That being said, Simberkoff said she has witnessed inappropriate behavior: As one of the few women attending industry conferences, she's seen "some blatantly sexist activities" on the expo floor. For example, a panel of male speakers had women in wet T-shirts standing behind them at one memorable event. "That behavior reminds me of the '90s when the dot-com trade shows were full of Playboy models working in booths. That's just not a way to attract women into a profession. It shouldn't deter women from entering the field, but the security industry as a whole has to consider that perception."

Education Is Critical

Industry leaders and educators recognize that attracting women to the field and filling the pipeline for a qualified information security workforce depends on encouraging girls to tackle technology subjects and careers, Ostrowski said.

"Most security professionals grow up in a background in science, technology, engineering and mathematics [STEM]," Simberkoff said.

Parents and primary educators are key to introducing these subjects to young girls, as research has found that girls' interest in technology lessens as they get older. Twenty-seven percent of middle-school girls consider a career in technology, but this figure drops to 18 percent by high school, according to CompTIA.

"The cyber gap needs to be closed with education," said Tara O'Sullivan, chief creative officer at Nashua, N.H.-based e-learning provider Skillsoft. In recent years, there has been a groundswell movement to get girls involved in IT, and more schools are introducing STEM into their curriculum, she added.

A variety of organizations provide education and certifications, including CompTIA, (ISC)², the National Cybersecurity Institute, and many colleges and universities.

"All of these efforts are being supported by a top-down movement from organizations like the New York Academy of Sciences' 1000 Girls—1000 Futures, The Scientista Foundation and Million Women Mentors," O'Sullivan said. "The Girls Scouts of the USA have even started to introduce their members to STEM in their weekly meetings. Access to education and training and encouragement from parents, peers, the media, and the IT establishment will change the current female participation rate."

But programming classes alone aren't enough, Ostrowski said. Less than half of girls who've taken technology courses in high school are confident in their skills, and many young women lack awareness about career opportunities, according to CompTIA research. "Of women who have not considered an IT career, 69 percent attribute this to not knowing what opportunities are available to them. More than half (53 percent) say additional information about career options would encourage them to consider a job in IT," Ostrowski said.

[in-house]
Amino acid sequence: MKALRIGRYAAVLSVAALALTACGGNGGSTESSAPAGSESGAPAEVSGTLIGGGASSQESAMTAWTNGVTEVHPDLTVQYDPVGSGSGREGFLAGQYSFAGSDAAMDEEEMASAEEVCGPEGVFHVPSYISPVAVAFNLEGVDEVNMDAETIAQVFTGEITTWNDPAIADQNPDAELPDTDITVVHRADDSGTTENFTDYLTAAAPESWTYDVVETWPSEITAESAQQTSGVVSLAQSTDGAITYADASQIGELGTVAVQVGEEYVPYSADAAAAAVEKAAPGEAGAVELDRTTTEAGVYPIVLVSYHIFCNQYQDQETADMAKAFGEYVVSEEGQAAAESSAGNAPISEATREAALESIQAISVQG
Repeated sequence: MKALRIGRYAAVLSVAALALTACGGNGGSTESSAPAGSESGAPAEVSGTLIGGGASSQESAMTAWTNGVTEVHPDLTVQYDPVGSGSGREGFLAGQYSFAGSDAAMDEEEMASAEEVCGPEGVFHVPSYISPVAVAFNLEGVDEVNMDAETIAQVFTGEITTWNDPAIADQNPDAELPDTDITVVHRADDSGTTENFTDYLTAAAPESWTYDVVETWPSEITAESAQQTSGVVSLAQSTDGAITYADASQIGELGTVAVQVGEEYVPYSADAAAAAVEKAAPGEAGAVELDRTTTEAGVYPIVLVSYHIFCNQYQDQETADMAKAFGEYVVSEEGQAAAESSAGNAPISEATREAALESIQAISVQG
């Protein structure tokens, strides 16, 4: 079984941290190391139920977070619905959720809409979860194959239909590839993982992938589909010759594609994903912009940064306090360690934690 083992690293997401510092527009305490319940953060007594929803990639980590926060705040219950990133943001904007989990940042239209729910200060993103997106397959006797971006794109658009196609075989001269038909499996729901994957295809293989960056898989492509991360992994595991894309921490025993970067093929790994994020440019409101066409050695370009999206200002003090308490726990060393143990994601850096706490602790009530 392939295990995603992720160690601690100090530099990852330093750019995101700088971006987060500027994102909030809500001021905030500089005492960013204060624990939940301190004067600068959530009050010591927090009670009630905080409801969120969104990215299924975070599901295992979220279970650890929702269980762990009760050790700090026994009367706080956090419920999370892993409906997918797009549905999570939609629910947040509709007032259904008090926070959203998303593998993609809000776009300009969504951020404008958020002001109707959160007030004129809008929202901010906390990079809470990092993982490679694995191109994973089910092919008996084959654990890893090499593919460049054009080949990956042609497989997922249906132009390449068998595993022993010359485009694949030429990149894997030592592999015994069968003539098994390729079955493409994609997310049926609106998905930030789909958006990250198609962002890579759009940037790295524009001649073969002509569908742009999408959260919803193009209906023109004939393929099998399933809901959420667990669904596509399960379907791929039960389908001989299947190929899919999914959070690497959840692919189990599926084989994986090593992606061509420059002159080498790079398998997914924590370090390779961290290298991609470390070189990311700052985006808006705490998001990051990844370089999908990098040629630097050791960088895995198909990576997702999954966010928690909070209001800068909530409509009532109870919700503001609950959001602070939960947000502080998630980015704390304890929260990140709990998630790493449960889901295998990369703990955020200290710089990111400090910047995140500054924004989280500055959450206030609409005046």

Attendees of the CREST event suggested that employers should have stronger connections with schools, "running initiatives to engage schoolchildren in workshops, classes and demonstrations to inspire them to strive for cybersecurity careers."

Another important lesson learned through research is the importance of role models in the process of choosing a career. According to CompTIA, just 37 percent of girls know of someone with an IT job. Among girls who have considered an IT career, 60 percent know an IT professional.

How Employers Can Make a Difference

The CREST workshop participants asserted that promoting cybersecurity careers and opportunities available to women and portraying the industry in "an accurate, positive way" is crucial to increasing the number of women in cybersecurity. "The marketing of the cybersecurity industry needs a lot of further consideration, particularly relating to ensuring its messaging is gender-neutral and thus attracting both sexes," the group concluded.

"Companies seeking to become more inclusive in their hiring should examine their own assumptions and unintentional biases in their hiring process," Ostrowski said. "Employers need to look beyond traditional job boards and want ads to find a broader pool." Community colleges, community groups and local workforce boards can all yield workers with interest, aptitude and skills who otherwise may be overlooked through traditional hiring practices.

Keeping an eye on women's career progression within the cybersecurity field is also key. Experts advise that HR commit to helping new hires by offering support, mentorship and training and working with them to chart out a career path.

"Finally, as a company builds a more diverse workforce, they can use employee referral programs to help identify more individuals from within a community using existing employees as their role models," Ostrowski said.

CompTIA's Advancing Women in Technology Community recently updated its Career Resource Center, with new information on the tech industry, career options, profiles of women working in tech, and other free resources and references.